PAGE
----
On the surface, this is a simple mechanical process by which we map between courses and competencies. Competencies are, after all, nothing but a manifestation of the outcomes we aim to achieve in courses. Thanks to the many accreditation and assessment requirements academic curricula are subjected to, this information is widely documented. The outcomes of a calculus class, for example, can be packaged into three or four relatively independent and self-contained competencies. A student who receives an A grade in a calculus class can be assumed to have met every one of the four competencies. A student who can demonstrate mastery of all four competencies will be given credit for the calculus class.

Overall, a “currency conversion” system needs to be established so students can transfer into and from a competency-based system. It’s also necessary to enable graduates to apply to graduate schools and jobs that still require a numerical grade point average. This need will persist as long as we live in a predominantly credit-hour/grade system.

The competency-based currency is in fact a much more accurate and reliable currency because it reflects the learning attained by students rather than the quality or rigor of the class in which they have learned it. It therefore eliminates debates about whether College X’s calculus class is as good as College Y’s calculus class, or whether a B grade from College X is equivalent to a B grade in College Y.

The definition of competencies and the definition of what constitutes an acceptable mechanism to prove or document attainment become very important. The establishment of such a currency will require a considerable investment and will be a continuously evolving process. At the Purdue Polytechnic, we are engaging in a collective effort involving all units to define the currency and the conversion mechanism hand in hand and in partnership with all players.

3. Inward Challenge: New Language Requires New Thinking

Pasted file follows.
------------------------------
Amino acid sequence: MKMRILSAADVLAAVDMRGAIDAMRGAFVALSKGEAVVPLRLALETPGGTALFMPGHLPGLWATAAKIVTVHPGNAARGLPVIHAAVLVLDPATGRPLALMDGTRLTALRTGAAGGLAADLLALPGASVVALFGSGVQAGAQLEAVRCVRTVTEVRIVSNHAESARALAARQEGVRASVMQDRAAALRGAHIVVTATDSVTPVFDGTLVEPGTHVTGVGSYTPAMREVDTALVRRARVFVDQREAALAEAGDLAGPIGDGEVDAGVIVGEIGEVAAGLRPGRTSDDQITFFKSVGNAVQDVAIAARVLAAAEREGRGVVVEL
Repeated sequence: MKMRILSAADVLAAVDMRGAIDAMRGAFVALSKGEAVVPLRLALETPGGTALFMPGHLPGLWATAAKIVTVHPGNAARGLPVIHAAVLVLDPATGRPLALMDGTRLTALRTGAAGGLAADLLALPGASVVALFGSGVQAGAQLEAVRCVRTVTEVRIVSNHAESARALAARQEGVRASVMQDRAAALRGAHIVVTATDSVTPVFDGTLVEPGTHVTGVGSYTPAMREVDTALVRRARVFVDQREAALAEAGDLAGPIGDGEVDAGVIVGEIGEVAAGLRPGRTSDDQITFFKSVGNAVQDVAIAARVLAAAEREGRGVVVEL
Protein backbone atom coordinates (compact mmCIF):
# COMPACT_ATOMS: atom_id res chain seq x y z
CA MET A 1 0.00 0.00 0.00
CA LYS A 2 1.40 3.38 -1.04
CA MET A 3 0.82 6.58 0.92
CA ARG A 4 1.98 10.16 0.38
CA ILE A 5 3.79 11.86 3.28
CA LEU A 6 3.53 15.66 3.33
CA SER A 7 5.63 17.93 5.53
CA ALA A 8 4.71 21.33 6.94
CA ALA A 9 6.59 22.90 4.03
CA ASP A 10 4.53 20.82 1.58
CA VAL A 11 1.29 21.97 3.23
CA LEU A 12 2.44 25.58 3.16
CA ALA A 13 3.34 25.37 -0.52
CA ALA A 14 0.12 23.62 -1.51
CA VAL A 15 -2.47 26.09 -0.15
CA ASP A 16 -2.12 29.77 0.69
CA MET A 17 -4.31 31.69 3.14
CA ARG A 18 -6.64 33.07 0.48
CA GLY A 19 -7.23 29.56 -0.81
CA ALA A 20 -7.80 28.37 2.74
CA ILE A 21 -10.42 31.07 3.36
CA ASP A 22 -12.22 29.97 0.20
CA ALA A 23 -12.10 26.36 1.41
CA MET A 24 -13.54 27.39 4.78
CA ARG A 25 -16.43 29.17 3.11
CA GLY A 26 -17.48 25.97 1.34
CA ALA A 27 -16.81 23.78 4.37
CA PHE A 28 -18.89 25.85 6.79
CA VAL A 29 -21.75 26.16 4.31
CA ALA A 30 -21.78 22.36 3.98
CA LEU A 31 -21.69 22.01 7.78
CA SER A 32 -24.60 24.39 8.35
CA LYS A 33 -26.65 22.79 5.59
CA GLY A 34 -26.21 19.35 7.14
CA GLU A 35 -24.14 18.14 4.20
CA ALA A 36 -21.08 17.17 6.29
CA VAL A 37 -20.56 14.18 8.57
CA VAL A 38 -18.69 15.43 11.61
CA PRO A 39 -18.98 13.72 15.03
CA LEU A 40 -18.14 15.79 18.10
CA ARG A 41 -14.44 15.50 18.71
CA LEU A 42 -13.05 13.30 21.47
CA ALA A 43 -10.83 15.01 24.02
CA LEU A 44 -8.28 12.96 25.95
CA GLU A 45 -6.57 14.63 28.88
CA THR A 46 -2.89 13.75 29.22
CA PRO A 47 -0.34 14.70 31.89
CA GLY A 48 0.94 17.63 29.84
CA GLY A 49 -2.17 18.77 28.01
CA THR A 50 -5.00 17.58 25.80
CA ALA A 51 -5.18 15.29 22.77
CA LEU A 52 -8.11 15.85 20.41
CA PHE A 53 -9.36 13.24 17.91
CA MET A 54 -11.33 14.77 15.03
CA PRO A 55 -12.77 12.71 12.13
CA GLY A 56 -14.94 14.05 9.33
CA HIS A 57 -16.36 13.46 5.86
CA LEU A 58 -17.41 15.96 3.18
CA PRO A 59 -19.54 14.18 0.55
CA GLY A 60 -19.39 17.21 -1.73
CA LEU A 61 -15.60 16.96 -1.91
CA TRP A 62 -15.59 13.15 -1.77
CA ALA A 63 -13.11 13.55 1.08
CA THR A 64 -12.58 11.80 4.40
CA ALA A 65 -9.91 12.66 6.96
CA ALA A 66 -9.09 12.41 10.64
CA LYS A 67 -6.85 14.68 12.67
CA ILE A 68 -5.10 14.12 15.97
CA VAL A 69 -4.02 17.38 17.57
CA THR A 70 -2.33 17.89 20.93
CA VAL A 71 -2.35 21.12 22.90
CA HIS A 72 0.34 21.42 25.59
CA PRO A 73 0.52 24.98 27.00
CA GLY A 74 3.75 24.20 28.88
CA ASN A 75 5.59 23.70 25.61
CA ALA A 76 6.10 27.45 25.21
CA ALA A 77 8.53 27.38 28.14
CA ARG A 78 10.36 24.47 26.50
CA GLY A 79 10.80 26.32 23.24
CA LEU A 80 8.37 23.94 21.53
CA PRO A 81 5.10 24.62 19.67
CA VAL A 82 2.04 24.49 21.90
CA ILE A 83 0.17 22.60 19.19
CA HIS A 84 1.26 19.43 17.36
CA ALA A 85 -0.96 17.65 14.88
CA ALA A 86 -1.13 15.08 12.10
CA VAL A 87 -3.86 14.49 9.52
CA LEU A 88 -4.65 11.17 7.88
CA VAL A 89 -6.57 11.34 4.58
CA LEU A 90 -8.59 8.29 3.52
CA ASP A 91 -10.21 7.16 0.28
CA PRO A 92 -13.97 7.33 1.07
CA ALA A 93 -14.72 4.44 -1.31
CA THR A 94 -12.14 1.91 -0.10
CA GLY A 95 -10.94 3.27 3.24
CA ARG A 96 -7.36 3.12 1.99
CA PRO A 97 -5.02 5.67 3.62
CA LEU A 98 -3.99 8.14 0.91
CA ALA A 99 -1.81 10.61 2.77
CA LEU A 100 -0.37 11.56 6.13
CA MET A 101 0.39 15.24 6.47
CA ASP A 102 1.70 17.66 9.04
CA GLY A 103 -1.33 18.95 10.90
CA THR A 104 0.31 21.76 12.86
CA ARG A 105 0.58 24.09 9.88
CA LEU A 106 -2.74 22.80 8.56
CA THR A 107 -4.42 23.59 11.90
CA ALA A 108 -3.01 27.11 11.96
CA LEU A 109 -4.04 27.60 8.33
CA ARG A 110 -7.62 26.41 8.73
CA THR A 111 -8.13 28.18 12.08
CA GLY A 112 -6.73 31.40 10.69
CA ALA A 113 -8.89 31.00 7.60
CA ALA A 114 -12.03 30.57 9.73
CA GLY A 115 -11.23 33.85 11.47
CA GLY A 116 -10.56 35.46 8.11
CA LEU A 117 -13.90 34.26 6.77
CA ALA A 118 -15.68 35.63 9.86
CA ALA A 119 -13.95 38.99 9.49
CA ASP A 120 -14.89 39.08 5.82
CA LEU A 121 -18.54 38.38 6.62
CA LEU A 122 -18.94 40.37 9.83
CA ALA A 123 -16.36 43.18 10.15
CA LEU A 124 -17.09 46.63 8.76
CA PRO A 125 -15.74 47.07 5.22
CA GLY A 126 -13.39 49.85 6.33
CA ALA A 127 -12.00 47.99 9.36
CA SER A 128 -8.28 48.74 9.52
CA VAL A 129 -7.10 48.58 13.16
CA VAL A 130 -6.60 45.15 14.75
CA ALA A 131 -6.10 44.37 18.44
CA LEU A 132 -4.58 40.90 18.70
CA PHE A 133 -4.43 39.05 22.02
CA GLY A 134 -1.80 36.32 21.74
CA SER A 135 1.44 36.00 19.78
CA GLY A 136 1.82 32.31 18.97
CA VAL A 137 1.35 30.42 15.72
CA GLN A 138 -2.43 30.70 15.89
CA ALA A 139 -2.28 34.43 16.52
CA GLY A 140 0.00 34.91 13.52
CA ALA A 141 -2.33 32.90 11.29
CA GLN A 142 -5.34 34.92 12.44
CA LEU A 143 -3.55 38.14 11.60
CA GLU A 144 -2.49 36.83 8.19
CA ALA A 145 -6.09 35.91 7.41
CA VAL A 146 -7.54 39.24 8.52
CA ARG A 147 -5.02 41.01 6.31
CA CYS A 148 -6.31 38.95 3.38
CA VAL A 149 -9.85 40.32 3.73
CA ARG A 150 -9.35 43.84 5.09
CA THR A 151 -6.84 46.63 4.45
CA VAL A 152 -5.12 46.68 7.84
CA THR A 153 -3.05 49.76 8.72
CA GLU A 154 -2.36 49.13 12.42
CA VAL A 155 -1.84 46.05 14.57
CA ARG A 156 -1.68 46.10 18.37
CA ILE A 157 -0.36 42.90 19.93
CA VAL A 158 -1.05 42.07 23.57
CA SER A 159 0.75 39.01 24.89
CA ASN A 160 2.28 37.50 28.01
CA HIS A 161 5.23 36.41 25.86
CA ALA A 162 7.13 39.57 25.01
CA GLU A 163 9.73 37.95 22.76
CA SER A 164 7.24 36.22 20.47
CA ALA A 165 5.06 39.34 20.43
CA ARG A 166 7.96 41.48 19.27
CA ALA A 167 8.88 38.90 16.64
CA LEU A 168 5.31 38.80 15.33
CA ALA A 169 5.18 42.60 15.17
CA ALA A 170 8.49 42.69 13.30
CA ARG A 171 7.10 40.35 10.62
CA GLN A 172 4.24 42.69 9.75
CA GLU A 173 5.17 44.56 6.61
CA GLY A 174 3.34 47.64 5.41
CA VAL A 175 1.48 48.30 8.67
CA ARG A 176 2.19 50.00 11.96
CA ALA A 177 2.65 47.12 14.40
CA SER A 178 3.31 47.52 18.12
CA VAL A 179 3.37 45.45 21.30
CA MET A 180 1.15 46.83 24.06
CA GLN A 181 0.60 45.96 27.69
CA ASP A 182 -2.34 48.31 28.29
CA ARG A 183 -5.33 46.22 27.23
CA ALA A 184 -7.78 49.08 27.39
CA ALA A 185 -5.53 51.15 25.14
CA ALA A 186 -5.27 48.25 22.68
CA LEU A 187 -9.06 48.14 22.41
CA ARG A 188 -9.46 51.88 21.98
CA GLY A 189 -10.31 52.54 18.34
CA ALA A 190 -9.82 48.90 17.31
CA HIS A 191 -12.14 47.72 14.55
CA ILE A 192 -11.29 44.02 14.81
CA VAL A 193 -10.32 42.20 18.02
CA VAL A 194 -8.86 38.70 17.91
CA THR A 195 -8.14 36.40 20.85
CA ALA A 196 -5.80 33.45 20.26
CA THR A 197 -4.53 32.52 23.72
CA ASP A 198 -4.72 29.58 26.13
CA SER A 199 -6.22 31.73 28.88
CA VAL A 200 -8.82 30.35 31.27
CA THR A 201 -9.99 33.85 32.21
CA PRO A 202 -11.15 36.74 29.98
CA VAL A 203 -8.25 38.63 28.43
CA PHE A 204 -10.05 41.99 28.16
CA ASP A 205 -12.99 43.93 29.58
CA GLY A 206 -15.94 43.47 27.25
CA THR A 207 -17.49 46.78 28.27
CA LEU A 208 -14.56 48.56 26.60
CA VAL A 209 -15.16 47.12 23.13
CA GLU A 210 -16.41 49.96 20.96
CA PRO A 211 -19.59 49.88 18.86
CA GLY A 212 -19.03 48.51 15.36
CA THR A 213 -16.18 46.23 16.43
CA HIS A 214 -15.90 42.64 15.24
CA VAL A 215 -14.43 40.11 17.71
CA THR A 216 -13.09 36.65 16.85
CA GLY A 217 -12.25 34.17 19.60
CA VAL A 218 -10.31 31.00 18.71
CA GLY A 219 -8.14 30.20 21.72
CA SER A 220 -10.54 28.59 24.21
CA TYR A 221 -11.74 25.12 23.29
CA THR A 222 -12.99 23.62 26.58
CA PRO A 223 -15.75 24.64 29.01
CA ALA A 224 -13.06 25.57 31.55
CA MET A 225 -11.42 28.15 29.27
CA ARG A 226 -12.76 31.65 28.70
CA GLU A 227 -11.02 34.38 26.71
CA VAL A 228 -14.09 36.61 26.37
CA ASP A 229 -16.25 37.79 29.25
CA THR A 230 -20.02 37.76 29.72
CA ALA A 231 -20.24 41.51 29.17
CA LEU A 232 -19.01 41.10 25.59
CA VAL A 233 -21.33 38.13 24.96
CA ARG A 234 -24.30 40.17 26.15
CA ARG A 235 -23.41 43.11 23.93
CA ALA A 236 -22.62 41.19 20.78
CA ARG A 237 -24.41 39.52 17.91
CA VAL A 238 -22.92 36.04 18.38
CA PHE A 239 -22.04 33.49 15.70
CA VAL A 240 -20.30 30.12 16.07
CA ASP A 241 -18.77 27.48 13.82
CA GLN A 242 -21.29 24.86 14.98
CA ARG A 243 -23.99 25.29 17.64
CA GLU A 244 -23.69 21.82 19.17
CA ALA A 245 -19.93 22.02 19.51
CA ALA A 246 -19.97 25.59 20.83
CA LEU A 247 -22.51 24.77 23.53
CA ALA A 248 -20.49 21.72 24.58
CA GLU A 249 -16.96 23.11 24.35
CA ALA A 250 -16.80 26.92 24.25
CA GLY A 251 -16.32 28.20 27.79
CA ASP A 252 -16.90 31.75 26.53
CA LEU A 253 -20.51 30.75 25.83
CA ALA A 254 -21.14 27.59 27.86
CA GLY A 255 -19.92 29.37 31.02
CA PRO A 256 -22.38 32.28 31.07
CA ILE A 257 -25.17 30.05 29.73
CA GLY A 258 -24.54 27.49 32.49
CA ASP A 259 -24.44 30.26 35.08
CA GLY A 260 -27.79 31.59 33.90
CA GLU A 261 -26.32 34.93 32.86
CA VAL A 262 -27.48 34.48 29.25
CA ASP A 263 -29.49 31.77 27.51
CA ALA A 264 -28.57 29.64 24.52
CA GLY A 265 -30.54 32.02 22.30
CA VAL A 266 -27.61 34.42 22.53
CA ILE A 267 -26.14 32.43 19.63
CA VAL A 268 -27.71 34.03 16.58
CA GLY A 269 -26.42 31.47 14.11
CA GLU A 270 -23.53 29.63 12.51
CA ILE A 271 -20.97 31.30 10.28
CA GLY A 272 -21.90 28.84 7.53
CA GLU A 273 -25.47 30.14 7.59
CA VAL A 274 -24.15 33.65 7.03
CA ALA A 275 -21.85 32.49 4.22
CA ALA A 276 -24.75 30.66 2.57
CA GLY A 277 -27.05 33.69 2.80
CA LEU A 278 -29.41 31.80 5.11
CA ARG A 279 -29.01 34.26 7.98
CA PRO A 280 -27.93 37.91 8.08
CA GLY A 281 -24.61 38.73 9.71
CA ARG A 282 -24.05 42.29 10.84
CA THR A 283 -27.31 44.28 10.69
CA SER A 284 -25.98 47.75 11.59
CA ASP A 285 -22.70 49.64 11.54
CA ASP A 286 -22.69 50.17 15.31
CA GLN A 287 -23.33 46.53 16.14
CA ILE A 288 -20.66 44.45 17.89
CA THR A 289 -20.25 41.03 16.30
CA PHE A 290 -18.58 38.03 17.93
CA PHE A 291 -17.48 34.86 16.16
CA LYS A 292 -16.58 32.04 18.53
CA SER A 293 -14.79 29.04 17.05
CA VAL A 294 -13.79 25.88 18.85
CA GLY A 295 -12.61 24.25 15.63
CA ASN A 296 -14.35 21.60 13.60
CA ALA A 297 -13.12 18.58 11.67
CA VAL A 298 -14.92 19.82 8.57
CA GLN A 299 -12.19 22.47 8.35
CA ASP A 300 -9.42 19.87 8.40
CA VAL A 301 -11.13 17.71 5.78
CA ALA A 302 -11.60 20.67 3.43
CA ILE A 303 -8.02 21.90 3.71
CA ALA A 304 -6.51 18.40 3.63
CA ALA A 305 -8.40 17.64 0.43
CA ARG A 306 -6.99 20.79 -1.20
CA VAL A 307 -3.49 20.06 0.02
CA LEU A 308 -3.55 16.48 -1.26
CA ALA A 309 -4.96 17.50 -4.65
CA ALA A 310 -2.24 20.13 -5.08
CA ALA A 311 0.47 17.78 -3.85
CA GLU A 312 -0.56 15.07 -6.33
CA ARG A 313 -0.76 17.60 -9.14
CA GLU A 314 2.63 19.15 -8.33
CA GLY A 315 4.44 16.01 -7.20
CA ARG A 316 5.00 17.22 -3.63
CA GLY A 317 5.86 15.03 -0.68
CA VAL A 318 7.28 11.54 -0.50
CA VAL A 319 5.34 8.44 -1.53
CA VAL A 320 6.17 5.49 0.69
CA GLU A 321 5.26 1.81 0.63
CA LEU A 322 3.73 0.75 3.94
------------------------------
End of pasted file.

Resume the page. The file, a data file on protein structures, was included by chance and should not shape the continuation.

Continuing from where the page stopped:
One of the touted benefits of learning new languages is that they open the door to different lines of perception and thinking. Conversely, these benefits are conditional upon directly thinking in the new language rather than reasoning in the native language and translating to the new one.

The same goes for competencies. The full benefits of a competency-based system come from thinking, designing, delivering and assessing in terms of competencies. This requires that we relinquish counting variables we fully control (faculty time, student hours) and focus on things that are desired but not controlled (students’ learning). This is a cultural transformation and a leap of faith in the students’ intrinsic motivation and ability to take the lead role in their education. The role of the faculty becomes to support and coach the student; the students take an increasing role in defining the content and speed of their learning.

At the Purdue Polytechnic, the faculty who have designed the curriculum have spent half a year in faculty development, primarily through discussions and debates. The faculty development is an ongoing process. This is a very important paradigm shift.


Overall, there are infrastructural challenges and we need to make initial investments to address them. The most important investment of all is a mind shift and cultural transformation around the role of the students in learning and the role of faculty and administrators in supporting them.

This blog was published in two parts at Evollution